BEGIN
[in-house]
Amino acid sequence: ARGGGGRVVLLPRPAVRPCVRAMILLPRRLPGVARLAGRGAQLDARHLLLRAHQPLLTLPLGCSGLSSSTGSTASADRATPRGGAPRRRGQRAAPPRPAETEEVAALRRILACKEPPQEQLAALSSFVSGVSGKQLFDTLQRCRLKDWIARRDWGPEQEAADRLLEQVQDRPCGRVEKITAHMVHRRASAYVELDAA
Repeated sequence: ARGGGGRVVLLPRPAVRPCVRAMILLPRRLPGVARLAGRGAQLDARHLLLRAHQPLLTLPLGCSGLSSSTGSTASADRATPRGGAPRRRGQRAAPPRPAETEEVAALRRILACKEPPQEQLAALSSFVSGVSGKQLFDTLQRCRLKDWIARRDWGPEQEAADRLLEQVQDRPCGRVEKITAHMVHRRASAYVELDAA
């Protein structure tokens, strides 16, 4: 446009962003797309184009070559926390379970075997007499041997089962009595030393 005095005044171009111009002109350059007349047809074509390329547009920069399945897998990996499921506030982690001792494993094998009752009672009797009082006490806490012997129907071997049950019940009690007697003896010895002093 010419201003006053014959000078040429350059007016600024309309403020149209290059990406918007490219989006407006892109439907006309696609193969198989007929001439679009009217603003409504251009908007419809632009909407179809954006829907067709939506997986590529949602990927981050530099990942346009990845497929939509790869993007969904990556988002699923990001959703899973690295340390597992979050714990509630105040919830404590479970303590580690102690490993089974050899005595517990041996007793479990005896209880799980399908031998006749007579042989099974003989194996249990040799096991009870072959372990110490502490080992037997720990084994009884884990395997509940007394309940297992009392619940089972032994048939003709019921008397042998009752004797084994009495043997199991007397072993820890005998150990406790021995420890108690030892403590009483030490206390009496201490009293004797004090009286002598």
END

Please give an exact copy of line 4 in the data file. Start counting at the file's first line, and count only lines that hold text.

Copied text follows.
């Protein structure tokens, strides 16, 4: 446009962003797309184009070559926390379970075997007499041997089962009595030393 005095005044171009111009002109350059007349047809074509390329547009920069399945897998990996499921506030982690001792494993094998009752009672009797009082006490806490012997129907071997049950019940009690007697003896010895002093 010419201003006053014959000078040429350059007016600024309309403020149209290059990406918007490219989006407006892109439907006309696609193969198989007929001439679009009217603003409504251009908007419809632009909407179809954006829907067709939506997986590529949602990927981050530099990942346009990845497929939509790869993007969904990556988002699923990001959703899973690295340390597992979050714990509630105040919830404590479970303590580690102690490993089974050899005595517990041996007793479990005896209880799980399908031998006749007579042989099974003989194996249990040799096991009870072959372990110490502490080992037997720990084994009884884990395997509940007394309940297992009392619940089972032994048939003709019921008397042998009752004797084994009495043997199991007397072993820890005998150990406790021995420890108690030892403590009483030490206390009496201490009293004797004090009286002598």